Built in Pasaia, the San Juan whaling ship is an example of the first transoceanic ships that set sail from the Basque Country to Newfoundland. It reflects the splender and worldwide domination of the Basque maritime industry. It sank off the coast of Canada in Red Bay in 1565.
Drawing that represents fitting the keel in the 16th century.
Over 400 years later the Canadian archaeological team from Parks Canada found the wreck and investigated it in an underwater excavation that was exemplary for the maritime archaeological world. After studying it for more than thirty years, this is the best known 16th century ship and has become an icon symbolising UNESCO Underwater Cultural Heritage.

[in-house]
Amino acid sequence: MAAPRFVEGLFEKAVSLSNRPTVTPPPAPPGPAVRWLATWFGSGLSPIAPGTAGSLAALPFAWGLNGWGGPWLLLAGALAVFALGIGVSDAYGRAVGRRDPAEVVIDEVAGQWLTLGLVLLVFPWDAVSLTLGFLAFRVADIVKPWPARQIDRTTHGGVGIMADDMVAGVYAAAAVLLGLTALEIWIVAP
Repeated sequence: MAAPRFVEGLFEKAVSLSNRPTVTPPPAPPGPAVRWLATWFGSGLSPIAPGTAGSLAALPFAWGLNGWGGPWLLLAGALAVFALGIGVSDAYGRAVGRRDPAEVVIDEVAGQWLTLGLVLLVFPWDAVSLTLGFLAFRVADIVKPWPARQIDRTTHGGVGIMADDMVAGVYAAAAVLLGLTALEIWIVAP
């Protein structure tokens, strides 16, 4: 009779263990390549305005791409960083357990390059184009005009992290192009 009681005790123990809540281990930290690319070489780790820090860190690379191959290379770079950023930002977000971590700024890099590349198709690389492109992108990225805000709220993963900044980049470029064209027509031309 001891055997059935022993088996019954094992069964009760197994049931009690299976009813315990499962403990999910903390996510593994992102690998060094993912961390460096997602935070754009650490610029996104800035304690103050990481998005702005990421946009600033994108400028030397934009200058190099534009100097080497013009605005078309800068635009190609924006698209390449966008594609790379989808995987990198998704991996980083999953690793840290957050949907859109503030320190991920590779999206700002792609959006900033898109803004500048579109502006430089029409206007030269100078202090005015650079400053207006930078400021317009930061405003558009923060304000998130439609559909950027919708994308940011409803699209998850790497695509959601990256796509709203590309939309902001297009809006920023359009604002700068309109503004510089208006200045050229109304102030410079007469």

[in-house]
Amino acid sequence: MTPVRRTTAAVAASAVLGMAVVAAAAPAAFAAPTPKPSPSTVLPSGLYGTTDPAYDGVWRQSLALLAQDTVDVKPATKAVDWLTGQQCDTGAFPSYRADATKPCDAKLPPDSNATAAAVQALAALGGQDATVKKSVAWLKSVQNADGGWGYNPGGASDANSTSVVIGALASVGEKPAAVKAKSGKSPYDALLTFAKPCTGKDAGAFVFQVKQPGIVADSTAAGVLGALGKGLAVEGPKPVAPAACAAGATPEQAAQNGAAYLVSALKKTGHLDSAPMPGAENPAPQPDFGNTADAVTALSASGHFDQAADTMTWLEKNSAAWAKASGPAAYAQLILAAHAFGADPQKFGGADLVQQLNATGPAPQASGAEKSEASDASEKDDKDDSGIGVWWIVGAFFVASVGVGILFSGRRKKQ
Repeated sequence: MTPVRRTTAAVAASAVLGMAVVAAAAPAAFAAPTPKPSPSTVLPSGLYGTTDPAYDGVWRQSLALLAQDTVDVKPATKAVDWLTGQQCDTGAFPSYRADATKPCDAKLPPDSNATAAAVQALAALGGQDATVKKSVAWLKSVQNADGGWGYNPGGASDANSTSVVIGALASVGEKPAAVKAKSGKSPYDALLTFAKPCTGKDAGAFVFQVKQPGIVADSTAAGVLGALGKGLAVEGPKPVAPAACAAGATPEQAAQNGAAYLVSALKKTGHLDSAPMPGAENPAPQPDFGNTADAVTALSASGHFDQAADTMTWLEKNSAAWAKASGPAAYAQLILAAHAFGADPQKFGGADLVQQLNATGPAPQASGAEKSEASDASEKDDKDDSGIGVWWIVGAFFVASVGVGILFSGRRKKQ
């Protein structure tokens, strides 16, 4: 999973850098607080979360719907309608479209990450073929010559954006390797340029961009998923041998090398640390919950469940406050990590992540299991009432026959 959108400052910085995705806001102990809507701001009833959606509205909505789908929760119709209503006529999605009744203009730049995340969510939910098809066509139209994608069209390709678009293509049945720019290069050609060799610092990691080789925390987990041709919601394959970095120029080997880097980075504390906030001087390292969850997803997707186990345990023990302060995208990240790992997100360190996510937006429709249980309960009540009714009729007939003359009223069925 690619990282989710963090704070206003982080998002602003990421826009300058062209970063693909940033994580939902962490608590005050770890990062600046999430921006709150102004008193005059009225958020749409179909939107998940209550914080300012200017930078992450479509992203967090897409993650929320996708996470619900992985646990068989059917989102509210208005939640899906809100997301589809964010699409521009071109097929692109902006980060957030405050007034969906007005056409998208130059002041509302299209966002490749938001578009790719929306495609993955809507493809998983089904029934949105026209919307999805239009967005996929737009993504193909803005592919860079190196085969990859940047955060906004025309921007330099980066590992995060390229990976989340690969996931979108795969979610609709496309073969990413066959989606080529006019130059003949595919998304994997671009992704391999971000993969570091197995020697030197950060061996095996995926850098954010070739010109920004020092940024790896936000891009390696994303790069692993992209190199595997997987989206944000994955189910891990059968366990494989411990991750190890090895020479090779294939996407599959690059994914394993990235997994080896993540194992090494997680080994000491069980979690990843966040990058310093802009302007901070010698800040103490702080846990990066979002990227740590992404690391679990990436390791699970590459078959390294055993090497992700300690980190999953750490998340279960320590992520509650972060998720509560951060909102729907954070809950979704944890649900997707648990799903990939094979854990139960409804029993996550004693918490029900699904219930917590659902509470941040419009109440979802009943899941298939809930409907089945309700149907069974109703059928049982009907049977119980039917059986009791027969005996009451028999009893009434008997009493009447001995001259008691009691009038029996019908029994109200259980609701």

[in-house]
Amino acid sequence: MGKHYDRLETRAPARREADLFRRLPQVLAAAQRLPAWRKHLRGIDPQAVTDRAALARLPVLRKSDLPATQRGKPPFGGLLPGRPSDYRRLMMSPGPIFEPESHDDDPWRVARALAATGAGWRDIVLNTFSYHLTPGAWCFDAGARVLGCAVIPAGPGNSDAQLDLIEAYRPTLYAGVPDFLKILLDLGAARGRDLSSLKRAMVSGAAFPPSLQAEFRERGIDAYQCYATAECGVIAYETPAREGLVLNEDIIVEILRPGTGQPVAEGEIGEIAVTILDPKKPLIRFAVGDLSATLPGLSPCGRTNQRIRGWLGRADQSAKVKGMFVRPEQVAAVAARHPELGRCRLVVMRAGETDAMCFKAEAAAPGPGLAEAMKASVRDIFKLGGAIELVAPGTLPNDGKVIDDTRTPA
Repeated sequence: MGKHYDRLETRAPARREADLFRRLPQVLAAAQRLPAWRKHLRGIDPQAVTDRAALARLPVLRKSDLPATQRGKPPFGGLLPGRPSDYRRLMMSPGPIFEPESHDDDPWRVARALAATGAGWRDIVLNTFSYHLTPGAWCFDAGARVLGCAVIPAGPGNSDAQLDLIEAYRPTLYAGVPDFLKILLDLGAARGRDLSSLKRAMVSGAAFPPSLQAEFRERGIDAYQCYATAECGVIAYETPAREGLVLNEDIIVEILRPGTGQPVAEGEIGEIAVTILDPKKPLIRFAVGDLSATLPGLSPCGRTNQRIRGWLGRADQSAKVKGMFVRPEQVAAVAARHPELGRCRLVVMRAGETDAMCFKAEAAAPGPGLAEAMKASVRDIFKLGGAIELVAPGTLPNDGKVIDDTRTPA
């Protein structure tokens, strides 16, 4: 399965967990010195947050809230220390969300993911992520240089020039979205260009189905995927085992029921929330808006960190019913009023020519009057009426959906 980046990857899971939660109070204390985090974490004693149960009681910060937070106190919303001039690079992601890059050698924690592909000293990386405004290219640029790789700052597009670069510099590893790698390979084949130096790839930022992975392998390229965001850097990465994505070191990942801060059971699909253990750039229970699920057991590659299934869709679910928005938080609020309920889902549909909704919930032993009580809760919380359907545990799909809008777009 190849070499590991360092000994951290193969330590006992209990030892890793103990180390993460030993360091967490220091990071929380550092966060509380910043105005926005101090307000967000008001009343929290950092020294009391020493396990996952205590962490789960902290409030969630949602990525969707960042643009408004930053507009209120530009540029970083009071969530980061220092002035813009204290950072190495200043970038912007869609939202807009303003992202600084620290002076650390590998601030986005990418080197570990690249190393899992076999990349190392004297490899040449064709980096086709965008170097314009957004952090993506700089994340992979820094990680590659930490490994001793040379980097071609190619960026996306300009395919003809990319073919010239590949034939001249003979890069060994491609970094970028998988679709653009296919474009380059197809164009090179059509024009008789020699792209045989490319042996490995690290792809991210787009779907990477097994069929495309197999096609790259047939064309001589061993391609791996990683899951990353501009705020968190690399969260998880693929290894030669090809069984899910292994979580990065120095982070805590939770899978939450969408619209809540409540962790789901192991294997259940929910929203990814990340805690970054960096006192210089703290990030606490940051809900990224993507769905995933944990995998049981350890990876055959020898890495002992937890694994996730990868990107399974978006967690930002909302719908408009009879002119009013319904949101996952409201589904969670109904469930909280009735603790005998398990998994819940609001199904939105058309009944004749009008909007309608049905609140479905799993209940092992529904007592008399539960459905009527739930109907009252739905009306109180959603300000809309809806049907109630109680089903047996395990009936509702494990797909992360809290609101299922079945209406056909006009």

With its keel out of the water, being measured and analysed by archaeologists from Parcs Canada.
The Nao San Juan was rebuilt in Pasaia within the Donostia/San Sebastián European Capital of Culture 2016 and backed by the Canadian Government. Just as it joined Europe with North America in the 16th century, the Nao San Juan will allow these two countries to sail into the future together working from their joint past.